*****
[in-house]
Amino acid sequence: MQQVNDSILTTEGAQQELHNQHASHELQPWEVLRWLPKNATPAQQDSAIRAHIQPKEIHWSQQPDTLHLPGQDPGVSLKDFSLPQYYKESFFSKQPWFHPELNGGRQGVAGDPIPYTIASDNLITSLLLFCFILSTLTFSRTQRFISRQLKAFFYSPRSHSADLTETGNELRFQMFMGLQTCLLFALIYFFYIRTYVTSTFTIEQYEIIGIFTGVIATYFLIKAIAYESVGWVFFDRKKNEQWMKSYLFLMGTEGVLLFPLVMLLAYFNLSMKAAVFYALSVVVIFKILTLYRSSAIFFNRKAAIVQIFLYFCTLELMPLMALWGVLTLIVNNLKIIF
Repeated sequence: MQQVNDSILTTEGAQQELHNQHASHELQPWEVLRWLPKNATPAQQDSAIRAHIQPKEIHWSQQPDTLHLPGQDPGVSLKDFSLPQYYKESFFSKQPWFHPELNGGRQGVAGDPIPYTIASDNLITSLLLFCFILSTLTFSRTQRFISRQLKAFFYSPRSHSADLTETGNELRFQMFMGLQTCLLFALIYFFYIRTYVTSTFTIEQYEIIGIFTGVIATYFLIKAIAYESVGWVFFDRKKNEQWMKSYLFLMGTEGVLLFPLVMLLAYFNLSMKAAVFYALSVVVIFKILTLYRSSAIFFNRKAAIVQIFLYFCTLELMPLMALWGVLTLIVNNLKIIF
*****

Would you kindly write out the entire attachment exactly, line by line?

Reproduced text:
[in-house]
Amino acid sequence: MQQVNDSILTTEGAQQELHNQHASHELQPWEVLRWLPKNATPAQQDSAIRAHIQPKEIHWSQQPDTLHLPGQDPGVSLKDFSLPQYYKESFFSKQPWFHPELNGGRQGVAGDPIPYTIASDNLITSLLLFCFILSTLTFSRTQRFISRQLKAFFYSPRSHSADLTETGNELRFQMFMGLQTCLLFALIYFFYIRTYVTSTFTIEQYEIIGIFTGVIATYFLIKAIAYESVGWVFFDRKKNEQWMKSYLFLMGTEGVLLFPLVMLLAYFNLSMKAAVFYALSVVVIFKILTLYRSSAIFFNRKAAIVQIFLYFCTLELMPLMALWGVLTLIVNNLKIIF
Repeated sequence: MQQVNDSILTTEGAQQELHNQHASHELQPWEVLRWLPKNATPAQQDSAIRAHIQPKEIHWSQQPDTLHLPGQDPGVSLKDFSLPQYYKESFFSKQPWFHPELNGGRQGVAGDPIPYTIASDNLITSLLLFCFILSTLTFSRTQRFISRQLKAFFYSPRSHSADLTETGNELRFQMFMGLQTCLLFALIYFFYIRTYVTSTFTIEQYEIIGIFTGVIATYFLIKAIAYESVGWVFFDRKKNEQWMKSYLFLMGTEGVLLFPLVMLLAYFNLSMKAAVFYALSVVVIFKILTLYRSSAIFFNRKAAIVQIFLYFCTLELMPLMALWGVLTLIVNNLKIIF